“You will finally discover that the world was not conceived by chance and without reason but for a useful end and for the great advantage of all beings, since it is really the school where reasonable souls exercise themselves, the training ground where they learn to know God.” writes St. Basil in the Hexaemeron, a narrative of the ‘Six Days’ of creation in Genesis delivered in 370, the same year, you may remember, Caesarea is scourged by unprecedented starvation and drought.
What he’s talking about is that every particle of limestone, every elm leaf, every cat, every human being, has value. The other aspect we might consider here is that, pointing to creation as a training ground, St. Basil affirms that we aren’t made perfect – we’re made good – in the image and likeness of God – but we aren’t made perfect..rather, we’re made with the capacity for perfection. For deification, that through them you may become partakers of the divine nature.
During this period St. Basil reaffirms for himself and the citizens of Cappadocia – in fact, for all of us today – he reaffirms the sanctity and goodness of creation and man’s place within it. He defends creation and man’s physical and spiritual dignity within it during the famine. By defending creation you defend it’s Creator.
“I want creation to penetrate you,” writes St. Basil, “with so much admiration that everywhere, wherever you may be, the least plant may bring to you the clear remembrance of the Creator.”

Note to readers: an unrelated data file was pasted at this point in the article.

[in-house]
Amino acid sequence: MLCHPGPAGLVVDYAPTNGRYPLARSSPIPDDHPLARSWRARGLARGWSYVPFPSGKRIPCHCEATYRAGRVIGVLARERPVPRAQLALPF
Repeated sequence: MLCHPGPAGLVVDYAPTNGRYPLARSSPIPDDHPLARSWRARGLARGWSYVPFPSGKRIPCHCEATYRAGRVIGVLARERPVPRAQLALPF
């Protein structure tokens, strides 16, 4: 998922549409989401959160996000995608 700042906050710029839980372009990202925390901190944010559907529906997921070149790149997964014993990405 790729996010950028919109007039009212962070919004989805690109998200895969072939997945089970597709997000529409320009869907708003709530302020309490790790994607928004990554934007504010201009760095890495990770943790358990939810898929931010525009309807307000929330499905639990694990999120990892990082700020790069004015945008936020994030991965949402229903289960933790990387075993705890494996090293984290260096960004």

This means the dandelion you step on outside.
As St. Porphyrios says, “The teleology of creation displays the greatness of God and His providence.” This means the goal of creation is to display the variety of God’s goodness and His providence. So if we see ugliness and chaos in the mirror of creation we see ourselves, we’re projecting ourselves onto it. It’s reminds me, how often relationships with our father determine to greater or lesser degrees our relationship with God. Sometimes, the less our father is in our life, the less we see God’s love. The more we see God’s love, the more we perhaps understand and draw closer to one another. Again, communion between not only visible worlds – our own and other people’s – but communion between the tangible world and the intangible is key.
Through nature we approach – but don’t necessarily reach – a deeper understanding or experience of Christ. So in this way, nature is a visible ladder to the invisible things. St. Basil illustrates this complexity.